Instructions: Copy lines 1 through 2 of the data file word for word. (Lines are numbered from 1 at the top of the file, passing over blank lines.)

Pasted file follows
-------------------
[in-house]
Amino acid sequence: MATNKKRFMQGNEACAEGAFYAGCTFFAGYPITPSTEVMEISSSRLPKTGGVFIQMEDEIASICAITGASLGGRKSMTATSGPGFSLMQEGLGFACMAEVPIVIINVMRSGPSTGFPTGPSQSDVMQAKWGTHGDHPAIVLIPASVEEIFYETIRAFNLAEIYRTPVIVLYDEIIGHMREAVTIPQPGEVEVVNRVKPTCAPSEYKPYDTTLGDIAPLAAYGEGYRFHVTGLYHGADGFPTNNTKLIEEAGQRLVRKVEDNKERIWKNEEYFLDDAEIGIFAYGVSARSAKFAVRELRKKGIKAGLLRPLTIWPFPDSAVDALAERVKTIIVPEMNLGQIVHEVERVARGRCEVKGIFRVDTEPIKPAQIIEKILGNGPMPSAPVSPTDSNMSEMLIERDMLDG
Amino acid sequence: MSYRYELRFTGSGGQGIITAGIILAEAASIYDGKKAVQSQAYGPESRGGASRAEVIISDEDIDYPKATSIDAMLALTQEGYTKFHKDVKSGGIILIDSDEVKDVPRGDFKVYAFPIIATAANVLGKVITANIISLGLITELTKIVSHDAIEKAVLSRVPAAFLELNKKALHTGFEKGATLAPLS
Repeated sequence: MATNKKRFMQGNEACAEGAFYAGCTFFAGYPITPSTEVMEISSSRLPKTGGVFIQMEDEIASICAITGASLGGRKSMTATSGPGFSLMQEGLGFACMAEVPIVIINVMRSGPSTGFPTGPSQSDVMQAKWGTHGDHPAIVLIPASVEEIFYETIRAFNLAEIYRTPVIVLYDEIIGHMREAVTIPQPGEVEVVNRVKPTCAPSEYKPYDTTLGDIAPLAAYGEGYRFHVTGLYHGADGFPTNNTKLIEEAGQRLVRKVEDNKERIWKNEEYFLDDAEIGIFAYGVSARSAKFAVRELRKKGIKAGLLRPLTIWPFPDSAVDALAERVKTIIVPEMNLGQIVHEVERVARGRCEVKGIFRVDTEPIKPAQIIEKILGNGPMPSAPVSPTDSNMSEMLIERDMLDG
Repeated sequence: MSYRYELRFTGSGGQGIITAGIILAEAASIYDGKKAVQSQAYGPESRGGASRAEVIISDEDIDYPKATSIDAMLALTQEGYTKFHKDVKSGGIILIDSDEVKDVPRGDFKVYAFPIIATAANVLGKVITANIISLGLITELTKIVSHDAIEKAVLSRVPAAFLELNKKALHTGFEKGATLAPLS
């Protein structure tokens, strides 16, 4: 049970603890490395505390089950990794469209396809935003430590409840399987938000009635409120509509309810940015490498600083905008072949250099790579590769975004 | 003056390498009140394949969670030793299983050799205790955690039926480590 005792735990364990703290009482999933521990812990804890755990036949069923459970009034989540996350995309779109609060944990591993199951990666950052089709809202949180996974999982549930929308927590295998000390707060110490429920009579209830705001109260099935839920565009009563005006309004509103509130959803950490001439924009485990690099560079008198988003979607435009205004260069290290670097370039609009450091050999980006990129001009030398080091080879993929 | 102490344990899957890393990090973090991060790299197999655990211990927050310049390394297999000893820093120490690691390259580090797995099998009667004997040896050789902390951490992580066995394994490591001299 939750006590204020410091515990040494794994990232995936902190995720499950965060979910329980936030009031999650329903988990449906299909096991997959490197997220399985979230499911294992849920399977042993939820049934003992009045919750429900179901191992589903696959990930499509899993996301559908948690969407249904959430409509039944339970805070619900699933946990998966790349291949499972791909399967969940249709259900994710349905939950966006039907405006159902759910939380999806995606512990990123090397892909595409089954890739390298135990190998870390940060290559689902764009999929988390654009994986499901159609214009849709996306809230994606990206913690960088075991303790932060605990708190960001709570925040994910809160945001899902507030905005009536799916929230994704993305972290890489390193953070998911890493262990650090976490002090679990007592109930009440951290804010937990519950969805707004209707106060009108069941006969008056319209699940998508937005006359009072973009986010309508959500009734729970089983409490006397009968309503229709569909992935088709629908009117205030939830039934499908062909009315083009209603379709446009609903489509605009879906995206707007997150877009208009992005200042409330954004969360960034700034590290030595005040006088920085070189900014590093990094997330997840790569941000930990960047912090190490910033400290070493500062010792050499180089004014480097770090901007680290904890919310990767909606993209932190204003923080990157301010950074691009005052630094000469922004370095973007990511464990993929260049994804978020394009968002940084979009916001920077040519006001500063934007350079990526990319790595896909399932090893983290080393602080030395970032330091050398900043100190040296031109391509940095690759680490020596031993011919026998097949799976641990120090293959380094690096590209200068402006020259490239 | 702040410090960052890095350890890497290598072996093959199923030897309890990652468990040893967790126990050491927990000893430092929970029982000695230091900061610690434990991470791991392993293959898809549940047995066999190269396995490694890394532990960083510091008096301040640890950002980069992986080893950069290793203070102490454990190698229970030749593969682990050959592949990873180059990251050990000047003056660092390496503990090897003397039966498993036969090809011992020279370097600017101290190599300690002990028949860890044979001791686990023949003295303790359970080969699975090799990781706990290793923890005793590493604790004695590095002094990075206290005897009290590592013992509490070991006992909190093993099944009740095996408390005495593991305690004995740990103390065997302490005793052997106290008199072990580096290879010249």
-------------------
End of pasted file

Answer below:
[in-house]
Amino acid sequence: MATNKKRFMQGNEACAEGAFYAGCTFFAGYPITPSTEVMEISSSRLPKTGGVFIQMEDEIASICAITGASLGGRKSMTATSGPGFSLMQEGLGFACMAEVPIVIINVMRSGPSTGFPTGPSQSDVMQAKWGTHGDHPAIVLIPASVEEIFYETIRAFNLAEIYRTPVIVLYDEIIGHMREAVTIPQPGEVEVVNRVKPTCAPSEYKPYDTTLGDIAPLAAYGEGYRFHVTGLYHGADGFPTNNTKLIEEAGQRLVRKVEDNKERIWKNEEYFLDDAEIGIFAYGVSARSAKFAVRELRKKGIKAGLLRPLTIWPFPDSAVDALAERVKTIIVPEMNLGQIVHEVERVARGRCEVKGIFRVDTEPIKPAQIIEKILGNGPMPSAPVSPTDSNMSEMLIERDMLDG